Once upon a time, the New York Knicks were a religion.
Seriously, they owned the city of New York. Not the Yankees, the Mets, the Giants, Jets or any other thing you can think of. The city was their house, and their Hall was the Garden.
Charles Oakley, John Starks, Anthony, “Mase in yo Face,” Mason and of course, Patrick Ewing, were ugly. They played a mean version of basketball—brutal and ferocious—just like the city they played for. They were nasty. And they were good.
They turned Madison Square Garden into a place no one wanted to play. In the 1992-93 season they went a ridiculous 37-4 at home, sending opponents home batted, bruised and beaten.
It was definitely not the brand of basketball that the NBA wanted—game scores were at an all-time low. Instead of fast breaks and Showtime, it was shoves, glares and 24-second shot violations.
But while the NBA frowned (heck, they invented the flagrant foul rule just to prevent the Knick’s tough style from hurting the Chicago Bulls), New York adored them. And for the very reason the NBA hated them—because they were mean and ugly.
Games against Jordan and Pippen and their high-flying brand of basketball became personal for every Knick fan from Bayonne to Bay Shore.
Eventually, after a few years of close calls and excruciatingly tough losses, these Knicks’ time had passed. Players moved on. And they have been in a mismanaged funk ever since.
Flash forward to now. The Knicks are suddenly relevant again. With someone in the GM position who actually knows what he is doing, the Knicks have made moves to make them resurgent and start to get some respect around the league.
For me, however, these Knicks ring a bit hollow. I don’t know—comparatively these Knicks seem like a team for hire. Stoudemire was a Sun for a long time (the Knicks actually passed on drafting him in 2002, trading their pick for a completely busted Antonio McDyess).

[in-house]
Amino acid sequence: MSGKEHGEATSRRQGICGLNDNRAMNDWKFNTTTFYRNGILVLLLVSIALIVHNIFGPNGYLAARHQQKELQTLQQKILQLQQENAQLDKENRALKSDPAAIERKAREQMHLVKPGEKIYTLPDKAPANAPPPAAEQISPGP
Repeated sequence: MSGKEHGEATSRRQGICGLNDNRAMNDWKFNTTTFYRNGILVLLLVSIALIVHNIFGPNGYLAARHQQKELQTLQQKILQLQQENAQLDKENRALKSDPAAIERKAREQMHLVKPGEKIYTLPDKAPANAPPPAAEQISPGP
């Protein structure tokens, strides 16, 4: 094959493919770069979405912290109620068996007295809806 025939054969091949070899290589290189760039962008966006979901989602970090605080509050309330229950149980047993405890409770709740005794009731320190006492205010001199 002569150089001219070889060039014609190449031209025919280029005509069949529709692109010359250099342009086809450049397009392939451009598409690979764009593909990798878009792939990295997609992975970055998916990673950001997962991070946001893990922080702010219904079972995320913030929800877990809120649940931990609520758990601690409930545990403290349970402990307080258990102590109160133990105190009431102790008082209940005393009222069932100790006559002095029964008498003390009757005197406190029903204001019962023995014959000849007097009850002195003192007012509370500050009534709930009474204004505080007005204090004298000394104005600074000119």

Ray Felton was bought for a serious coin because the Knicks were desperate for a functioning point guard. Danio Gallinari is as soft as a extra-sensitive shaving cream.
Wilson Chandler is a nice home-grown player, but overall, the team lacks a character. A soul. It’s hard to root for “Who Dat?” guys and hired guns. There doesn’t seem to be a personality to the team.
Want personality? John Starks was bagging groceries before he became a Knick. Anthony Mason played ball first at “basketball star factory” Tennessee State and then in Turkey before the Knicks signed him.
During the offseason, Charles Oakley, instead of heading to a mansion in Miami or in a boat in the Caribbean, would head back to his car wash and wash windows. Of the entire roster, only Patrick Ewing could be considered a star. And with his brutal glare and angry demeanor, he wasn’t exactly on the front of the NBA brochures.
I hope this new Knick team does well. I hope it gets New York humming again about the Knicks. But for me, my Knick team is back in 1993 when John Starks dunked over Jordan and Grant.
When the refs robbed the Knicks of a playoff victory by not calling a foul on Pippen in the last seconds of Game 5. When Anthony Mason would shave a message into his hair before important games. When Oakley would rebound every shot that hit the rim even though he couldn’t jump over a paper clip.
That was the team that shook New York—where else would someone get a tattoo of a dunk?—that became a religion. Those were my Knicks. For my money, there will never be a team like that again.